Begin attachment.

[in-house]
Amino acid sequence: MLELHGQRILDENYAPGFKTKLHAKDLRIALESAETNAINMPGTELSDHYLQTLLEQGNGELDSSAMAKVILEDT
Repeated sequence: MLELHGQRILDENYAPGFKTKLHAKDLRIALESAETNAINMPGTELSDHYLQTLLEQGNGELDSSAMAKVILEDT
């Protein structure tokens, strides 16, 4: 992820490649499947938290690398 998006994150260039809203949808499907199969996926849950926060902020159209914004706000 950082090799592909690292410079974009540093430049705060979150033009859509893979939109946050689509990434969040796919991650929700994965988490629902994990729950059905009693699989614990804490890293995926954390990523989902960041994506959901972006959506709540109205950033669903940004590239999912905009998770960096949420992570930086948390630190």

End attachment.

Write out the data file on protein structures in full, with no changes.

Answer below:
[in-house]
Amino acid sequence: MLELHGQRILDENYAPGFKTKLHAKDLRIALESAETNAINMPGTELSDHYLQTLLEQGNGELDSSAMAKVILEDT
Repeated sequence: MLELHGQRILDENYAPGFKTKLHAKDLRIALESAETNAINMPGTELSDHYLQTLLEQGNGELDSSAMAKVILEDT
């Protein structure tokens, strides 16, 4: 992820490649499947938290690398 998006994150260039809203949808499907199969996926849950926060902020159209914004706000 950082090799592909690292410079974009540093430049705060979150033009859509893979939109946050689509990434969040796919991650929700994965988490629902994990729950059905009693699989614990804490890293995926954390990523989902960041994506959901972006959506709540109205950033669903940004590239999912905009998770960096949420992570930086948390630190």